SEATTLE - Some of Lake City's newest computer programmers are starting early ... really early.

A group of Olympic Hills Elementary students are in the middle of a 4-day coding camp this week where they're learning how to make video games. Eric Fredrickson, who founded Creative Coding for Kids, said an important component is having a mix of half boys, half girls in the class.

"It's really important to teach them young before society puts too many pressures upon them and imposes these gender roles," Fredrickson said. "The important thing is if you're a young kid and you have established your relationship with technology at a young age then you feel empowered in a way that you wouldn't if you didn't know how to code."

That is important, too, for one of the people who made the free camp possible. Katherine Hitchcock, a retired computer programmer, is sponsoring the cost of the teachers. Hitchcock obtained a degree in mathematics from the University of Washington and had a successful career at IBM. From 1965 until 2001, she excelled in a male-dominated field. She's written a book called Atypical Girl Geek.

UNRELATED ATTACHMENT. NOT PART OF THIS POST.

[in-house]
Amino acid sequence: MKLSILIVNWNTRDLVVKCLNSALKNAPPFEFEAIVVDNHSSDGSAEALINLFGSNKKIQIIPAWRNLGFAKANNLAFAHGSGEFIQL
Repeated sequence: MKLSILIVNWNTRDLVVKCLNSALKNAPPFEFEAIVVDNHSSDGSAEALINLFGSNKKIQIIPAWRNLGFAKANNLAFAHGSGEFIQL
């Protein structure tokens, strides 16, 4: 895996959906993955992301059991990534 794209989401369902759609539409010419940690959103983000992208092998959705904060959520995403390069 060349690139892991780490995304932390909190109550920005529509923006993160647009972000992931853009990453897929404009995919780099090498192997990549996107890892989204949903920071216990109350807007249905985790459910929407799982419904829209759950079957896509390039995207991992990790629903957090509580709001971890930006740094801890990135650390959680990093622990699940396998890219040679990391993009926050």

"Knowing that you can do it and knowing at an early age that you can do it and you're not afraid of it is I think really important," Hitchcock said.

To help them along the way the students will get their own computers at the end of the camp thanks to the generosity of others.

"We're living in the computer age and we're all going to have to interact with technology no matter what kind of career we have," Fredrickson said. "The important thing is if you're a young kid and you have established your relationship with technology at a young age then you feel empowered in a way that you wouldn't if you didn't know how to code."

Nine-year-old Alexandria Oropeza, felt like she will put that knowledge to use.

"Now I can make my own and other people can play my games instead of me playing their game," she said.